Roads: Transportation or Transformation? Indigenous and Spanish mapping practices in the Relaciones Geográficas of 16th-Century New Spain



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During the 16th century in Nueva España there was extraordinary cultural exchange between the indigenous populations and the recent Spanish arrivals. This thesis studies one visual manifestation of this cultural exchange: cartography. The official cartographer to the Spanish King Phillip II, commissioned a questionnaire to compile information about Spain’s new colony. This questionnaire included a request for a map of the local towns. These maps were drawn by local indigenous elite scribes within the new political arena as well as by Spanish officials who resided in the new world. The hybrid creation of these documents allows us to study the continued indigenous narrative practices in the 16th century. I focus on the use of footprints by indigenous scribes to show their different understanding of roads and movement from that of the Spanish. Roads, footprints, and the movement through space, or perhaps more accurately, from place to place, is intimately connected to indigenous creation and migration narratives, territorial boundary marking and ultimately their quotidian experience of roads.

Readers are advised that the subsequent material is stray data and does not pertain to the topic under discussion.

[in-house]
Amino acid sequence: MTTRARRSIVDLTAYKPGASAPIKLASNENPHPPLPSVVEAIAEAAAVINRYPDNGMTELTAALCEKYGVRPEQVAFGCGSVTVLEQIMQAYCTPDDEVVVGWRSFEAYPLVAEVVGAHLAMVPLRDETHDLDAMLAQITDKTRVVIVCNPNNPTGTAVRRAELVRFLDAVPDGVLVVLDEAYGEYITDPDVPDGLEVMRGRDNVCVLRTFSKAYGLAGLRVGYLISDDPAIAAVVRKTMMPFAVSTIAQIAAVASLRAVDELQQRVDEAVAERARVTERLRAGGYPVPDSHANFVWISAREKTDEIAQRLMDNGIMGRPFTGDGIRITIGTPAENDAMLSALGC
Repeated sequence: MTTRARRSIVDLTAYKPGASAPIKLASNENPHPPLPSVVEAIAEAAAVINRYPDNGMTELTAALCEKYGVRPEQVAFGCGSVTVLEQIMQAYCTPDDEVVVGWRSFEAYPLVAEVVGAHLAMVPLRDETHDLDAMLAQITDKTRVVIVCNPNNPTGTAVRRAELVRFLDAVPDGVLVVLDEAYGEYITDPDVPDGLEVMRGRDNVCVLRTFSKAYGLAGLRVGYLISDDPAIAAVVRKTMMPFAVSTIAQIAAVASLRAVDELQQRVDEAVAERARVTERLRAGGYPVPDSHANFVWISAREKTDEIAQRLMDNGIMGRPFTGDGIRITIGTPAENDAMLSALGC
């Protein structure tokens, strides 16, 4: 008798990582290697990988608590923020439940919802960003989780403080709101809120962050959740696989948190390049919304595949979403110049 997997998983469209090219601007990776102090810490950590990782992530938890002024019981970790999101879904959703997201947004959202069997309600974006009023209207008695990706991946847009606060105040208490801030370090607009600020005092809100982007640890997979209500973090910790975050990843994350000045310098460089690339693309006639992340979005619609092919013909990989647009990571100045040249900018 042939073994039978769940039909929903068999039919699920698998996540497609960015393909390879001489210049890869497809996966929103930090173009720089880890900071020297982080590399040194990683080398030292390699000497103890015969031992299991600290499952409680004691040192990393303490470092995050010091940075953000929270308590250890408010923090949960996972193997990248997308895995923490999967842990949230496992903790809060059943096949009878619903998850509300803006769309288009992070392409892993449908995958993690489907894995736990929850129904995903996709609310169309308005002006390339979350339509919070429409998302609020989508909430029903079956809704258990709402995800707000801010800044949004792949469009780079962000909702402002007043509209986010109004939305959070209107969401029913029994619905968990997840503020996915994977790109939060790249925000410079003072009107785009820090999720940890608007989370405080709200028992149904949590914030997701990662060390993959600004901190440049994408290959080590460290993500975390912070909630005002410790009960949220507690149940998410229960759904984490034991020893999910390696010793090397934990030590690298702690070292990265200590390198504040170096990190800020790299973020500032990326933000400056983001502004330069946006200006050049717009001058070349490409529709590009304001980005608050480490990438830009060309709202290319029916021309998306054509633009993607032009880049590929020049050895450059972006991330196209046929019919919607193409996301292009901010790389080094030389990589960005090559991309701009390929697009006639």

New Spain, Sixteenth century, Roads, Relaciones Geográficas, Map, Cartography, Footprint, Hoof print